Tennis elbow is one of the commonest stress injuries of the arm. It is some sort of tendonitis that at some point affects nearly one-third of all Americans tennis players. However, tennis players are not the only victims, since any activity that involves forceful and repeated muscular contraction of the arm muscles can induce tennis elbow. Working with the tools involved in carpentry, gardening, landscaping, raking leaves, or even tightly gripping a ponderous briefcase are some of the activities that can induce tennis elbow. Baseball, bowling, golf, racket sports such as badminton and shuttlecock, and even playing darts can cause it.
Some of the tennis elbow symptoms and signs are given below. The common symptom is presence of persistent pain on the outside of the upper forearm and just below the elbow joint. Now and then, the pain radiates down the upper arm toward the forearm and wrist. Individuals feel the pain when they extend their wrist. They may also feel it difficult to extend their forearm fully.
The other tennis elbow symptoms include a weak grip and feeling pain when the individuals bump or touch the outside of their elbow. They may feel a painful grip when performing certain activities such as shaking hands or controlling a doorknob. In many cases, the affected individuals may feel pain when bending or lifting the arm or even holding on light objects such as a juice glass or a teacup. The pain often turns worse when it is untreated for weeks or months. Sometimes, in some cases, the individuals may feel pain even while their arm is static.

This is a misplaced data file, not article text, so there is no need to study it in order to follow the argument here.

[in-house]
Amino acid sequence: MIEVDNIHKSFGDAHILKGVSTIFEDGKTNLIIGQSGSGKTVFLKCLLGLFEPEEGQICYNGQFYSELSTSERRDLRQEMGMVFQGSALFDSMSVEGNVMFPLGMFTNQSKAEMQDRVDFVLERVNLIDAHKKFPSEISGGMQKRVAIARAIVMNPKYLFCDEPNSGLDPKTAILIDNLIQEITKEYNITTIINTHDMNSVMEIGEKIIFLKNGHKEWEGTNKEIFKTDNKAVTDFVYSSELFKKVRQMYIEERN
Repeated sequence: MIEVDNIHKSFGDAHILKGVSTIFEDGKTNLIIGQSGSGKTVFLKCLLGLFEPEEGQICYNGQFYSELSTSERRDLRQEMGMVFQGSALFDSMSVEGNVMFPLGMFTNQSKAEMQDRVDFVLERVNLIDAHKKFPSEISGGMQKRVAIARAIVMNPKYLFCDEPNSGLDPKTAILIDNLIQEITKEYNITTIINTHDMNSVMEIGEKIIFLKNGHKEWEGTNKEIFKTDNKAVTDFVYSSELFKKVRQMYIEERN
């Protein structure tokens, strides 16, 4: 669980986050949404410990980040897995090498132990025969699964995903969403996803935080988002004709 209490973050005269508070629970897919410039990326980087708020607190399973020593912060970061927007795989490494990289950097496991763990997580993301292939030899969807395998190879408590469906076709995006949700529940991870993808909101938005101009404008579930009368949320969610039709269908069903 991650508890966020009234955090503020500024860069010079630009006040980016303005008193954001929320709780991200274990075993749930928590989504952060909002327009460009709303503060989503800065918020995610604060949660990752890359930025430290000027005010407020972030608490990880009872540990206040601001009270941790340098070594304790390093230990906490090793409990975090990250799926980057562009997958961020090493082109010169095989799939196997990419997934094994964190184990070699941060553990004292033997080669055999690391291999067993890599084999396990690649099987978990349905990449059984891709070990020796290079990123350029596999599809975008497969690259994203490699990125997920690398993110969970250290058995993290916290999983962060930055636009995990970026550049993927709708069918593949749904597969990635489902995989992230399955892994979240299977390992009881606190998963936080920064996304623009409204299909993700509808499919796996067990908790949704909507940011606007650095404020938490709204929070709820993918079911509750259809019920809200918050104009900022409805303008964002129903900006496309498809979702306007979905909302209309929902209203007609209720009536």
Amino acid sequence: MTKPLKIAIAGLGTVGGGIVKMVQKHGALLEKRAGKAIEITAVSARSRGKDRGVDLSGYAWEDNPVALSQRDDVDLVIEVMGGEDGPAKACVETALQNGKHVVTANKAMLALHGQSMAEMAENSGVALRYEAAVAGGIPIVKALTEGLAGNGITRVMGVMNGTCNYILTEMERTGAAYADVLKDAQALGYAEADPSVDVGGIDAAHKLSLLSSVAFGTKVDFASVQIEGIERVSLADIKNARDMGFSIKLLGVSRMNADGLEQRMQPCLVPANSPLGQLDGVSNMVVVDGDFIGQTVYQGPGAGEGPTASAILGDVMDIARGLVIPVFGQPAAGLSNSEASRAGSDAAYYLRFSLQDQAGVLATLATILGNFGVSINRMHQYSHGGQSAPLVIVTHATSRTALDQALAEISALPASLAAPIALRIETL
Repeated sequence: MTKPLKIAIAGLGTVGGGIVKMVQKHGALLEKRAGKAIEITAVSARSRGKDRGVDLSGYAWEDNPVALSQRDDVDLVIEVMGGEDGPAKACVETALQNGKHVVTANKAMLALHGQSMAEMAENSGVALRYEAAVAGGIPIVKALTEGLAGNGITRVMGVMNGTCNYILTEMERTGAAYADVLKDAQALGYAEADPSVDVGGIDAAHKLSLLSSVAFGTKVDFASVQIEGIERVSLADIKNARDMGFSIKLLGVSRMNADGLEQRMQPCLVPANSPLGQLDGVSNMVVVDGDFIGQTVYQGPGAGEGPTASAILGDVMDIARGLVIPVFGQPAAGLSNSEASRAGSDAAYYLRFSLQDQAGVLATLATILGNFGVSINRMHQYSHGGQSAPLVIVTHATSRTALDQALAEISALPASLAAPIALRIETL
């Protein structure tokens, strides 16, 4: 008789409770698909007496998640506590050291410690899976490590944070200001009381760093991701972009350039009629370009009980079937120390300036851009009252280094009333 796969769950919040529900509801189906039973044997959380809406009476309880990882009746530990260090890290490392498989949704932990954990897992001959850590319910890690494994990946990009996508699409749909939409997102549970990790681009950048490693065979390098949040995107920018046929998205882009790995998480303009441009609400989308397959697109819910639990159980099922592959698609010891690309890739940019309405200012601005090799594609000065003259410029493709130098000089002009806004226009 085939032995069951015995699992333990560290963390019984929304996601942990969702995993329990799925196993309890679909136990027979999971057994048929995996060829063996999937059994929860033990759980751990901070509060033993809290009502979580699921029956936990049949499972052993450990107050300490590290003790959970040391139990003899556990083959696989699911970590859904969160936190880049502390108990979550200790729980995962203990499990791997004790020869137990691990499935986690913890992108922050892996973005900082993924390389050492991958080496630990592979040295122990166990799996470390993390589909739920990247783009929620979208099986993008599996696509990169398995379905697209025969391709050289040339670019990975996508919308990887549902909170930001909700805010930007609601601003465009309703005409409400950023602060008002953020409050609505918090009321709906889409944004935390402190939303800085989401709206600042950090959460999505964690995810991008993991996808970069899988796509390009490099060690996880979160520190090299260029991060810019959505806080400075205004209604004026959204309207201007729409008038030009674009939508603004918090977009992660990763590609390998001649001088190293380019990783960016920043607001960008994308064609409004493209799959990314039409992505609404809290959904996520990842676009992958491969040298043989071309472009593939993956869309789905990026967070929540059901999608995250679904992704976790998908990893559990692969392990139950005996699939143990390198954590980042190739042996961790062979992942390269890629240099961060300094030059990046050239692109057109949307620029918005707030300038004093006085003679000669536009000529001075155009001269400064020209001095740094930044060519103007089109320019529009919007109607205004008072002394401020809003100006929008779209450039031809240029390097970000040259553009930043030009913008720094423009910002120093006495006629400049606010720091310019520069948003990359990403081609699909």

Persistent strain on the forearm muscles, which extend the wrist and fingers, often causes tennis elbow. The activities such as playing golf, tennis, and similar sports and repeated extension or twisting of the wrist while work or when performing hobby activities may strain these muscles. In rare cases, a direct and powerful blow to the elbow can induce tennis elbow. Other causes include a pinched nerve in the cervix, pertained pain from a shoulder complaint, or pressure on the musculospiral nerve in the elbow region. Physicians can easily diagnose tennis elbow symptoms by examining the effected elbow. X-ray may be very helpful in determining the problem.
Treating tennis elbow may consume at least three to six weeks. Taking adequate rest and avoiding over use of elbow during the treatment period would help a lot. The first treatment of tennis elbow includes limiting the extended activities elbow; to achieve this, the physicians use a splint that immobilizes the wrist. Some physiotherapeutic activities and massage help to get rid of the ailment. For some rare cases, the physicians may suggest corticosteroid injections. In case of ineffectiveness of the conservative treatment, physicians may suggest surgery.
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